By James Sillars, Business Reporter
A charity which helps people manage their debts has taken aim at the banks, accusing them of trapping 2.1 million people in a cycle of persistent debt.
StepChange said high charges and poor help meant they were forced to dip into their overdraft at least once a month.
A survey of its own clients showed three quarters of them were "constantly" in their overdraft in the year before seeking debt support.
It said the problem amounted to unaffordable lending – demanding the Financial Conduct Authority (FCA) investigate.
The charity's 'Stuck in the Red' report suggested the vast majority of those it was helping were using their overdraft facility to pay for essentials and household bills.
It said that while some lenders had made progress by abolishing unarranged overdraft fees and boosting transparency, many of those in trouble had continued to have interest and charges added despite a bank being made aware of their difficulties.
StepChange said overdrafts were designed to be short term but that was not the reality.
It spoke up as the FCA and the Bank of England also keep a close eye on levels of unsecured borrowing – on things such as credit cards – hovering at levels not seen since the financial crisis.
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Fears of a growing credit bubble were raised in a separate study by National Debtline – run by the Money Advice Trust.
It found 37% of adults were putting Christmas on credit – up from 33% in 2016.
Times are tougher for households this festive season because inflation – price growth – is outstripping average wage rises.
That pressure on budgets has been largely caused by the Brexit-fuelled collapse in the value of the pound which has seen higher import costs passed on to consumers.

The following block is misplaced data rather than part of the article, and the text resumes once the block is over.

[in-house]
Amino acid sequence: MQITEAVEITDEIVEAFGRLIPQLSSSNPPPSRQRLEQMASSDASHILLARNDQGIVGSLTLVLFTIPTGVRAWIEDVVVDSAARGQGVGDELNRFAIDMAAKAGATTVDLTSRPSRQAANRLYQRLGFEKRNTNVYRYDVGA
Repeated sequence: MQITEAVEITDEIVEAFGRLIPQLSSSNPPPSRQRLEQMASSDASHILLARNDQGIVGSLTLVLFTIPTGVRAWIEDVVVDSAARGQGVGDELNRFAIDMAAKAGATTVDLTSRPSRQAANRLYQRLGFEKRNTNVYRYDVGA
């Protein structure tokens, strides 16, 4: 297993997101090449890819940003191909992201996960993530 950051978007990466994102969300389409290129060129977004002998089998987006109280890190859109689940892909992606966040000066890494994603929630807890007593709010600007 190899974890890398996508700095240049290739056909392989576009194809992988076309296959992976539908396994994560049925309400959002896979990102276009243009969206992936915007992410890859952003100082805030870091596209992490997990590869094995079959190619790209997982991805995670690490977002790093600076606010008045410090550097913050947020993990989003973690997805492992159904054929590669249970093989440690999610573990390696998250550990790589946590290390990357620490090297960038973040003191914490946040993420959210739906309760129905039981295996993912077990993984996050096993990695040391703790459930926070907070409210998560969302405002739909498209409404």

Wages have failed to keep pace with inflation – currently running at 3% – because of the shaky economy which is stuttering amid uncertainty over the terms of the divorce from the EU.
Experts advise people struggling with debt to seek help immediately – and stick to a strict budget over Christmas.
StepChange said it was important the banking sector played its part in helping borrowers escape financial trouble through "fundamental reform" of overdrafts.
Its head of policy, Peter Tutton, said: "Overdrafts are one of the most common credit products used in the UK.
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"They are meant to be short-term, but our evidence shows that they can all too easily trap people in expensive and long-term cycles of persistent debt."
He added: "Lenders and regulators must take action to need to ensure that overdraft lending is affordable, that borrowers in financial difficulty get the right support and that we break the cycle of persistent overdraft debt".
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